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Repairing a bearing shaft

DMS

Active User
Active Member
#1
It has come time to make a permanent repair on my mill head (last discussed here [thread]3949[/thread]). I have the head disassembled as I make additional enhancements, including the addition of a spindle encoder and a switch-over from variable speed reeves drive (which is worn, no replacement parts available) to a fixed pulley belt drive.

The good news is that the JB weld has held up for over a year. Now I have to clean up the old repair to make room for the new one. I want to either build up the area with brazing rid and machine to size, or machine down, and press on a sleeve. I'd like some advice from the more experienced folks. The "shaft" is only about 50mm long, and 50mm in diameter. If I go with a sleeve, is that something I make myself? What material? Is it just a press fit, or do I braze/solder it on? If I build up the area with braze, how concerned do I need to be about distortion?

Oh yeah, the shaft is cast iron.

Thanks in advance.

Matt
 

terrywerm

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#2
Due to the small size of the shaft, I would try brazing the bad spot, then either machine it down, or maybe even just take it down with a file. If the bearing that slides on to the shaft is a good snug fit, brazing should hold up just fine, and I doubt that distortion would be a problem as you will not be getting the shaft as hot as you would with arc welding, not to mention that the heat of brazing will tend to affect a larger area, and over a longer period of time.

Sleeving the shaft may be the ideal solution, but may be overkill for this application. A sleeve could be made from DOM (Drawn Over Mandrel) tubing which would not have a weld joint running longitudinally down the tube. Sleeves like that are generally shrunk on by cooling the shaft and heating the sleeve, then pressing the two together. Once the temperature equalizes the two will be nearly inseparable.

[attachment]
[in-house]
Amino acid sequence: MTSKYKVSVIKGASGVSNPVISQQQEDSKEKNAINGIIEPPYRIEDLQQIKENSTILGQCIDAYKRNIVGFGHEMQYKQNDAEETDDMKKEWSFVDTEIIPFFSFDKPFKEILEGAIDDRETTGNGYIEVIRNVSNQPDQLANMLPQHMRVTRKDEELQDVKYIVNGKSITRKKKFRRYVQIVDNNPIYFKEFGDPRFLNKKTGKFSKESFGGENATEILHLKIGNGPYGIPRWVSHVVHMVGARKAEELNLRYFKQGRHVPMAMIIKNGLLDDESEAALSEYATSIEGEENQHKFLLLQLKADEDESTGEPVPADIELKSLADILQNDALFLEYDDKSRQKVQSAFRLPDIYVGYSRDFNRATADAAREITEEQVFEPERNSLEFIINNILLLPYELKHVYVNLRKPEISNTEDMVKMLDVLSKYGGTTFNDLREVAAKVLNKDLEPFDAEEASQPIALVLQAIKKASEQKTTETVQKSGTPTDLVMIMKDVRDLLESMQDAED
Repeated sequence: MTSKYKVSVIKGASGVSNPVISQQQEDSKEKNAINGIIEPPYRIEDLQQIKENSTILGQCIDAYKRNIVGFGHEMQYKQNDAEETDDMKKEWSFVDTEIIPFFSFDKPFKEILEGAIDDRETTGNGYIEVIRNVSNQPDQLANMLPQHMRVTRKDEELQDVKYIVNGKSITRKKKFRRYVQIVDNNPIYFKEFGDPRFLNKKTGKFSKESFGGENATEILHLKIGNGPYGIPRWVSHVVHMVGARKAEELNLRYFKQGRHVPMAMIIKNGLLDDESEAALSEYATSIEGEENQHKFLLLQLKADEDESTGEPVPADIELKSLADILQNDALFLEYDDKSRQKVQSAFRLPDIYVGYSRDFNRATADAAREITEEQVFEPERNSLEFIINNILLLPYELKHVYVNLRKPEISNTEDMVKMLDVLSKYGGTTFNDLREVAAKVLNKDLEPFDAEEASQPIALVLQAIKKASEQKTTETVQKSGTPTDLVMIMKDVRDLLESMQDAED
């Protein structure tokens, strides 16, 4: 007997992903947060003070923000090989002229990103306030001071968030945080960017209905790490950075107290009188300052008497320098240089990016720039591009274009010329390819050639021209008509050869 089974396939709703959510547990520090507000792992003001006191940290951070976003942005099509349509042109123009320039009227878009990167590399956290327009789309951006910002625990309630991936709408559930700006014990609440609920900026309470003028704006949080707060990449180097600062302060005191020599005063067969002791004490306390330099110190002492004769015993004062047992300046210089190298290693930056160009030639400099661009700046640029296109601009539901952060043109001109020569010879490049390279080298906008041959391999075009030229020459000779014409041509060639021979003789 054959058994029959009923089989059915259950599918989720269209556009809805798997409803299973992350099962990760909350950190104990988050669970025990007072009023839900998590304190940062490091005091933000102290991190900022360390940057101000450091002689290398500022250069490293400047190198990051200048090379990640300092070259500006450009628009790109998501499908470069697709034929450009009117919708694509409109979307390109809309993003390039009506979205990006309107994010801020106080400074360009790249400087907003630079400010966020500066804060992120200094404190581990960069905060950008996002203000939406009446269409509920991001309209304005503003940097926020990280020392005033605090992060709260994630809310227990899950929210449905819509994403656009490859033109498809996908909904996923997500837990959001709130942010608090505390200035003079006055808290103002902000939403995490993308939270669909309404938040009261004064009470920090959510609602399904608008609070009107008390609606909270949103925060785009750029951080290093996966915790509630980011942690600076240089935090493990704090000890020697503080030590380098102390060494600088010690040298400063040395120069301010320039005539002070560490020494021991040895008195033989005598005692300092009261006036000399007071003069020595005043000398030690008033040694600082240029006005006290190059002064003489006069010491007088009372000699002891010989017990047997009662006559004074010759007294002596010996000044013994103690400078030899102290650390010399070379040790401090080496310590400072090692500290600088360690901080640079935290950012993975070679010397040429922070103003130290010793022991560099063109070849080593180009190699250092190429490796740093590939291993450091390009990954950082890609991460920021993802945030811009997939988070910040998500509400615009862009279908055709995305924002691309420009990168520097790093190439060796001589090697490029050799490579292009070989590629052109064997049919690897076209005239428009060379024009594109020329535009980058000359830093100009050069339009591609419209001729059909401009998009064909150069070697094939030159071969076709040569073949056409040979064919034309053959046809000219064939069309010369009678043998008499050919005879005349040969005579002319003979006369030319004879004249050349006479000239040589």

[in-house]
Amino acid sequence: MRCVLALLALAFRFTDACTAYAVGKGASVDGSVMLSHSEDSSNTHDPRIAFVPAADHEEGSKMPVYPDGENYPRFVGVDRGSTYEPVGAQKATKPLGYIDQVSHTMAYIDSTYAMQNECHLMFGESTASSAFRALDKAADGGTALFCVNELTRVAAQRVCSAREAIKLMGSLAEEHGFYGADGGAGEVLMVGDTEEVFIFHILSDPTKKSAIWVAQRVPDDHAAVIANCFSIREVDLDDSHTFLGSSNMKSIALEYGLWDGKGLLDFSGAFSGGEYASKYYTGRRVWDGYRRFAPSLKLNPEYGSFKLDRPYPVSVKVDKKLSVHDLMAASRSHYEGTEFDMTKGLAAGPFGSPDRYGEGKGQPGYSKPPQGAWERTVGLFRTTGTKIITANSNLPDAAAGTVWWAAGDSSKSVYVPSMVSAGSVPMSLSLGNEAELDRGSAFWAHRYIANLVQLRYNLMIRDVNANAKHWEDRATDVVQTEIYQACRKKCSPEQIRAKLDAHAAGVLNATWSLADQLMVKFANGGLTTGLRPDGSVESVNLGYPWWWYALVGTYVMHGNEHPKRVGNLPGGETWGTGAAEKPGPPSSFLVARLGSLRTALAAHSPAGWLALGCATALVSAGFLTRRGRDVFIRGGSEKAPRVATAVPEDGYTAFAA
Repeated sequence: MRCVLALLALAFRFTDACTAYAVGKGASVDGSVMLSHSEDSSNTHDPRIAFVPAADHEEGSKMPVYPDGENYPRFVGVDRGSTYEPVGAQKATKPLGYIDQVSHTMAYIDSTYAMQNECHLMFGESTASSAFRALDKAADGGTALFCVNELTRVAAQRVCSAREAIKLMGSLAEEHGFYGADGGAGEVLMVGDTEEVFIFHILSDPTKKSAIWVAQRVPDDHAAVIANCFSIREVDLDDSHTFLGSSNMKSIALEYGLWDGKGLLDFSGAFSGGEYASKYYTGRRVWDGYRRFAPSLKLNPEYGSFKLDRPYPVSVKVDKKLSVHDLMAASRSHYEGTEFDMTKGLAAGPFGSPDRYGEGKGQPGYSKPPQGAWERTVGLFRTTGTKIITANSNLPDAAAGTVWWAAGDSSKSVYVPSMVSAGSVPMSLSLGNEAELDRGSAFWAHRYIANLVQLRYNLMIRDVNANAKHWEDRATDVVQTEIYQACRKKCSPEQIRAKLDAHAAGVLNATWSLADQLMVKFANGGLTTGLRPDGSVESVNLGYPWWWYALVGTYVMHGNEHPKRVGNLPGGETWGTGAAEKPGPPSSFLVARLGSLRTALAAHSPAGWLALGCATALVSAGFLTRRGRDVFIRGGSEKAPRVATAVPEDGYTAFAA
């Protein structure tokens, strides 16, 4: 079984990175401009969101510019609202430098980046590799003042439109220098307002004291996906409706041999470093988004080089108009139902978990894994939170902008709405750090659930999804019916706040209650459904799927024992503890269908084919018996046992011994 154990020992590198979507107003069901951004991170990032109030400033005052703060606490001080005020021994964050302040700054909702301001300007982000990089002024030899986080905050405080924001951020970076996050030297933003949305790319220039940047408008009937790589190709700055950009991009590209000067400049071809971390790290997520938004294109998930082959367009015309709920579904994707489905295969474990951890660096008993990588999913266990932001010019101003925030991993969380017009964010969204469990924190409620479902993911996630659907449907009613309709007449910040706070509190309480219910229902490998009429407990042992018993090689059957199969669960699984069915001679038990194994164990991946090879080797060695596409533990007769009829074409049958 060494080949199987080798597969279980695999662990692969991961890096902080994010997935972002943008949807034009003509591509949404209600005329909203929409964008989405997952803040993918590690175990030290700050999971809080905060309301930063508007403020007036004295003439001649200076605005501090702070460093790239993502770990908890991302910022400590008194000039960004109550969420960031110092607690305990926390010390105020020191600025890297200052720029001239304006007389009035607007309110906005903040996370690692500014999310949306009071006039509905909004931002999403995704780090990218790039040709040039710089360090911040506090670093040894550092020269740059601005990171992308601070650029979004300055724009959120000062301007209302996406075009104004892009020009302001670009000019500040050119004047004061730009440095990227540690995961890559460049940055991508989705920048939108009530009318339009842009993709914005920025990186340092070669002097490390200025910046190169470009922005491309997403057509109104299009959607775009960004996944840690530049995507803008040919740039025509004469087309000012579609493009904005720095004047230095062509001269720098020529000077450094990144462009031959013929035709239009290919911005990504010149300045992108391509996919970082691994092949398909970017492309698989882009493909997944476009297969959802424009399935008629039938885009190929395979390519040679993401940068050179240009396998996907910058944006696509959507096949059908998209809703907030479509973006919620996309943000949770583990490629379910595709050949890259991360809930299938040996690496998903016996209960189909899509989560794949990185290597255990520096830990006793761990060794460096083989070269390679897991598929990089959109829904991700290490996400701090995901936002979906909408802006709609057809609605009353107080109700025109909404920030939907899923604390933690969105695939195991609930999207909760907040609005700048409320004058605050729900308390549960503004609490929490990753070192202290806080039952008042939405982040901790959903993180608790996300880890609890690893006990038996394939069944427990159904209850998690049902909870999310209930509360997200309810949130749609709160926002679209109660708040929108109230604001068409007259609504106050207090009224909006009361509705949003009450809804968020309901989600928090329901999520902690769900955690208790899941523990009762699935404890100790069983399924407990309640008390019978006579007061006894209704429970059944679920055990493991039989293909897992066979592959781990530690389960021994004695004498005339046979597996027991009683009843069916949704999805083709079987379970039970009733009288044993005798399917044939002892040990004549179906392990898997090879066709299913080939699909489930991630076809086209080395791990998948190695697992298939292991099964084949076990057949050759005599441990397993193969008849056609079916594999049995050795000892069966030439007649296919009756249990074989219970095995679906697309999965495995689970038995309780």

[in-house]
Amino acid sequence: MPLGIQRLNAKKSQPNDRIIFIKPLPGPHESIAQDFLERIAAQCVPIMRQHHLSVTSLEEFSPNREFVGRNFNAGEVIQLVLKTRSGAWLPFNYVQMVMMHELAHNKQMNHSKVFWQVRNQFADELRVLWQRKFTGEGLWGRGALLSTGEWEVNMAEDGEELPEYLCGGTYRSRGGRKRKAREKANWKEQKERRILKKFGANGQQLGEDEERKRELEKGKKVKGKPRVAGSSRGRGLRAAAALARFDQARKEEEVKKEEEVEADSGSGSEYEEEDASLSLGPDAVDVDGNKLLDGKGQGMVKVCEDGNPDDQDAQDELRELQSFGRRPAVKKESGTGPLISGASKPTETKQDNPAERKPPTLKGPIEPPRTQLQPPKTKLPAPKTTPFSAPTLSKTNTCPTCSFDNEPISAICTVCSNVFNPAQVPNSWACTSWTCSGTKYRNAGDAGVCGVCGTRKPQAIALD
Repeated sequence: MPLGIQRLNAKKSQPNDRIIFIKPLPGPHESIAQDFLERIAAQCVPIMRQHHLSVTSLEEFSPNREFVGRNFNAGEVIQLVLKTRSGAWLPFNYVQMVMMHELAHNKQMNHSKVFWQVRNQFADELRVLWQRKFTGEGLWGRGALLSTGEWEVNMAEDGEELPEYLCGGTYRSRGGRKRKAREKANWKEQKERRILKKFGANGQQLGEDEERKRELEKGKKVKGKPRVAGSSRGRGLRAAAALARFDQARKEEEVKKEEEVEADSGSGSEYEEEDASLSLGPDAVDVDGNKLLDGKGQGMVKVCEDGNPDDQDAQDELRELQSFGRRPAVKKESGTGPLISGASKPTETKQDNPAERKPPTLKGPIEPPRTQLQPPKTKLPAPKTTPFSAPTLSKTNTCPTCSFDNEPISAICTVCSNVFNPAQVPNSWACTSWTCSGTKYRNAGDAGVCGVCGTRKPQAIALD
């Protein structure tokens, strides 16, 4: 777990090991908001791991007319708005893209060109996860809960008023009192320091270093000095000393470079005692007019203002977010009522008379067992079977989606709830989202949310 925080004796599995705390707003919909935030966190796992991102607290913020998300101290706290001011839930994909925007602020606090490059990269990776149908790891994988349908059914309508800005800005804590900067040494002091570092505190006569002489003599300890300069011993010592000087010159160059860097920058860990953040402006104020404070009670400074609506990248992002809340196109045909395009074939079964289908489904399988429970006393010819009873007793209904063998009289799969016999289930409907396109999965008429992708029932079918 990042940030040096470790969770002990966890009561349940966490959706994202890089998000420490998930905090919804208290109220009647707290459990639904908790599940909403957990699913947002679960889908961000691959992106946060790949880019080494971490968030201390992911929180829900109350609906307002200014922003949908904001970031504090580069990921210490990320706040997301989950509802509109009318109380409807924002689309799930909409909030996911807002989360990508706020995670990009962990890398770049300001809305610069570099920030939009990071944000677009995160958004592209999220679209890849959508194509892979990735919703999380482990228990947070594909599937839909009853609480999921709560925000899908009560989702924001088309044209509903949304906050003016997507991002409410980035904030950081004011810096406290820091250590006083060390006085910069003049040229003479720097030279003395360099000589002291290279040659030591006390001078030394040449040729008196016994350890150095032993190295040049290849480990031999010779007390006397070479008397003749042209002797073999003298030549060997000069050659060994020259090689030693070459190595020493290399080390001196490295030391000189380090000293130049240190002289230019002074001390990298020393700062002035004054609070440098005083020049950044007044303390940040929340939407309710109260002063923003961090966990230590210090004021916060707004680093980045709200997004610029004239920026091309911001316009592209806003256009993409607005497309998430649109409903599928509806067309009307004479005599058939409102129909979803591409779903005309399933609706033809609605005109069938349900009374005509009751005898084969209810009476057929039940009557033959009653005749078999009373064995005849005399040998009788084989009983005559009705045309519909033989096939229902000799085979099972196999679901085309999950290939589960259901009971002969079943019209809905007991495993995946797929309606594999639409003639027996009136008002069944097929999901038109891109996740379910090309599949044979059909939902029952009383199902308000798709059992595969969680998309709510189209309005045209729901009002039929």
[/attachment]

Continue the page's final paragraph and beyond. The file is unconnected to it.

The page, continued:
One other thing to consider: if you braze first, sleeving is still an option later on down the road should your brazing repair not be sufficient.

Just my $.02 worth.
 

DMS

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#3
Thanks Terry.

I can't take any material down with a file, the shaft is recessed inside a larger piece, so material would have to be removed on the lathe or mill with a single point tool that can get in there. I only have small torches (2 propane units). I have done silver brazing with them; think they would be enough to braze with bronze filler?
 

terrywerm

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#4
Getting enough heat out of a small propane torch for brazing might be a little tough, but if the part is small enough it might just work, especially if you have managed to silver solder with those torches in the past. I guess there is only one way to find out, right?? :welding:

Machining inside that recess and getting the diameter correct may be a little difficult, but is certainly not impossible. Probably just have to sneak up on it. :scared:
 

DMS

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#5
I'll give it a try this afternoon. If I need more heat, I recall seeing something in an issue of HSM about building a charcoal brazier for this kind of work....
 

Syaminab

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#6
50 mm are over 2". I would go for the sleeve. A friend rebuilds the screws of Ice machines at waltmart, he uses sleeves he makes out of pipe and preses fit them with .005 interference. No heat, and when they are worn again, he just re machines to remove the old sleeve.
regards
 

Phils69

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#7
I just made some sleeves for an old surface grinder I bought. I used oil impregnated bronze for the material in case you go that route. It's good where you have little or no oiling.
 

DMS

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#8
@Syaminab:

How thick is the wall of the sleeves your friend uses? The part I am working on doesn't have a lot of material to work with, I'm wondering how thin of a sleeve I could get away with. I'm gonna try to build up some material with braze metal because I have that in hand now (and now steel in the right size), but if that doesn't work, I'd like to have another option.

@Phils69:

This is a bearing shaft that accepts a 50mm ball bearing (6010 series) so I don't think oilite will work, at least I'd be too worried I would destroy it when I press the bearing on. I'll have to post some pics, the part in question is kind of an odd shape.